…[I]f having coverage could reduce bankruptcy risk by 1.89/1,000, what would that mean? First, the overall difference in bankruptcy risk (inclusive of medical and non-medical causes) between those with health insurance and those without is 10.7 per 1,000, so eliminating the “excess” risk of medical bankruptcy that we are assuming can be attributed to lack of health insurance coverage would shrink this difference by less than 20%. Perhaps more astonishing, such a reduction would shrink an uninsured person’s overall bankruptcy risk by a mere 11% (from 17.9 to 16.1 per 1,000).

Headlines I Wish I Hadn’t Seen

 

nutrition-labelAre serving sizes on food packages intentional attempts to mislead us? No, they are dictated by the government.

Medicare kept paying dozens of doctors after they were suspended or terminated from state Medicaid programs or were indicted or charged with fraud.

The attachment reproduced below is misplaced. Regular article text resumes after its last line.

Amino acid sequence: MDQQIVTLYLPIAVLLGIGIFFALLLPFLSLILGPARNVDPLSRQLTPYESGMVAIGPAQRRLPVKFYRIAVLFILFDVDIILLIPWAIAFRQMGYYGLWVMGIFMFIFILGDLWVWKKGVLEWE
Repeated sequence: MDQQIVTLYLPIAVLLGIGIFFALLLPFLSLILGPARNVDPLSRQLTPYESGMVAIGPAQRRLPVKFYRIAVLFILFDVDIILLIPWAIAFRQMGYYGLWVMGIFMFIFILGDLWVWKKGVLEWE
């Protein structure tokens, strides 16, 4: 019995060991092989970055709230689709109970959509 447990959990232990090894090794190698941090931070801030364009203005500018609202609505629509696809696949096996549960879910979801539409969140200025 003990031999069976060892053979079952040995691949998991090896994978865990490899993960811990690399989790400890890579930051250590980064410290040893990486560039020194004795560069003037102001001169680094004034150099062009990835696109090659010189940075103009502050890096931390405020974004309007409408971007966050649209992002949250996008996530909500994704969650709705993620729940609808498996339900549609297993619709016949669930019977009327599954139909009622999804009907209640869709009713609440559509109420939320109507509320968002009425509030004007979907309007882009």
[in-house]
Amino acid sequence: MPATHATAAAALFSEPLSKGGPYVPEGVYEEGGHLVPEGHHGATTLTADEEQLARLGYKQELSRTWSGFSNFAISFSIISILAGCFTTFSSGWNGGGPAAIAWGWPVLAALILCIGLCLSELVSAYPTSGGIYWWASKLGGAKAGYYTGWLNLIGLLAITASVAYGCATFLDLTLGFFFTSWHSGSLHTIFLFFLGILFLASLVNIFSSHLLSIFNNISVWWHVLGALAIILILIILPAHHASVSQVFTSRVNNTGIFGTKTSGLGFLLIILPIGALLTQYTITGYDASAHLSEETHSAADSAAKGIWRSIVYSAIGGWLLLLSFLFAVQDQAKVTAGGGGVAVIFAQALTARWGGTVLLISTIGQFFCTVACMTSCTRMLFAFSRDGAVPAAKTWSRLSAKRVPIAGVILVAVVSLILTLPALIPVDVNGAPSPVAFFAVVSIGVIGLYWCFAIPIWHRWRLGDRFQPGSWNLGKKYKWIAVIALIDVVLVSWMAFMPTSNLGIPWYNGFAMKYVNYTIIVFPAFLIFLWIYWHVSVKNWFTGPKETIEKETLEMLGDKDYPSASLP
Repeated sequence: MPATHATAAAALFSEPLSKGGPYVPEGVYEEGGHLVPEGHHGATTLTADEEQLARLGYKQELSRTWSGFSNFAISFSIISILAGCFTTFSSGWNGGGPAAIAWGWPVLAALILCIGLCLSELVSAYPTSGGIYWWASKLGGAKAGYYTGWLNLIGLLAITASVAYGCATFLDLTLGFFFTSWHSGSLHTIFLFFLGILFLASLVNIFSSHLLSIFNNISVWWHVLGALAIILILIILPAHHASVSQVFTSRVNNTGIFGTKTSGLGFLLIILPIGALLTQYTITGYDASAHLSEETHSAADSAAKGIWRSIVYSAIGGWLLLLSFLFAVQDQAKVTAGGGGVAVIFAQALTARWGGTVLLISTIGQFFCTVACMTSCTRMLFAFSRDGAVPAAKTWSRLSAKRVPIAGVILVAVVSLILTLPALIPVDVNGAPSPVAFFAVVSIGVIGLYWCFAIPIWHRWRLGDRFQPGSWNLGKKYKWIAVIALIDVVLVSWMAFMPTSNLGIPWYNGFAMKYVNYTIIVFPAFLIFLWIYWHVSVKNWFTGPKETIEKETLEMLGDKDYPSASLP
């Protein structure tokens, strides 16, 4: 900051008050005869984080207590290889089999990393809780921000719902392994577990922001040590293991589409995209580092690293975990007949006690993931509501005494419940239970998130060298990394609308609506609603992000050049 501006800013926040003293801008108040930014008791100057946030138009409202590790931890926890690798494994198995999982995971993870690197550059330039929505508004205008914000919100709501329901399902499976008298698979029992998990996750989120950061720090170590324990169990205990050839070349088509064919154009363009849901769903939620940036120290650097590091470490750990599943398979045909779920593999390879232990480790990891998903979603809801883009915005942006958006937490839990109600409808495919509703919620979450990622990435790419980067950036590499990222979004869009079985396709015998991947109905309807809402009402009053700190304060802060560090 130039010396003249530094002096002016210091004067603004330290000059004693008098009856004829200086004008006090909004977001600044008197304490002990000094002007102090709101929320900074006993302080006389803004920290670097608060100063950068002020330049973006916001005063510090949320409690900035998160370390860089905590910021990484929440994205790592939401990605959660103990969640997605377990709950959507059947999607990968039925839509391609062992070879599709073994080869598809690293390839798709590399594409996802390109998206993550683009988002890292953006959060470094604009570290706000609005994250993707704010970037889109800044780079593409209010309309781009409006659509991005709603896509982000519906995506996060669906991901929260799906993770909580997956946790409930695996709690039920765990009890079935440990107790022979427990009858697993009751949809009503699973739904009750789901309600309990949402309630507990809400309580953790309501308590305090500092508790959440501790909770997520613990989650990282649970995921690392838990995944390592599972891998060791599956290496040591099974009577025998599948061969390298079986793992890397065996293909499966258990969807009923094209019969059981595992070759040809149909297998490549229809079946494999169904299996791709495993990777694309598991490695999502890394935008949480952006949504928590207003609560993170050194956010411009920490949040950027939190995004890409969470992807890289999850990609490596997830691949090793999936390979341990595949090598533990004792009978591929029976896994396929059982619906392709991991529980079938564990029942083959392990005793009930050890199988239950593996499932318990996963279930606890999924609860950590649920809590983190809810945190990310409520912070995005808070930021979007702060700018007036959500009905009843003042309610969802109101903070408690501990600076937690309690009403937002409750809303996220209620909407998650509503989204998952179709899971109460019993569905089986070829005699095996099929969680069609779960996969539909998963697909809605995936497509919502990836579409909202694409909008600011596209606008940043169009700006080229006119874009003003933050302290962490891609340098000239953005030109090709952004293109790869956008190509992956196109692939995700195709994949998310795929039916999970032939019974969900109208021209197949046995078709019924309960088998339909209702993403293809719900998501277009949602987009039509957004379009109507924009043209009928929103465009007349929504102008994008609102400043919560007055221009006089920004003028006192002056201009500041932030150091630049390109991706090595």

Terminal cancer patients in Russia are sent home to die; can’t get pain medication; some are committing suicide. (HT: Jason Shafrin)

Patients at risk: More than 100,000 doctors, nurses, medical technicians, and healthcare aides abuse prescription drugs.

We’re Looking More and More like Canada

 

doctor-mom-and-sonPatients — and physicians — say they feel the time crunch as never before as doctors rush through appointments as if on roller skates to see more patients and perform more procedures to make up for flat or declining reimbursements. It’s not unusual for primary care doctors’ appointments to be scheduled at 15-minute intervals. Some physicians who work for hospitals say they’ve been asked to see patients every 11 minutes. And the problem may worsen as millions of consumers who gained health coverage through the Affordable Care Act begin to seek care — some of whom may have seen doctors rarely, if at all, and have a slew of untreated problems.  (KHN)

How Dirty Is Your Money?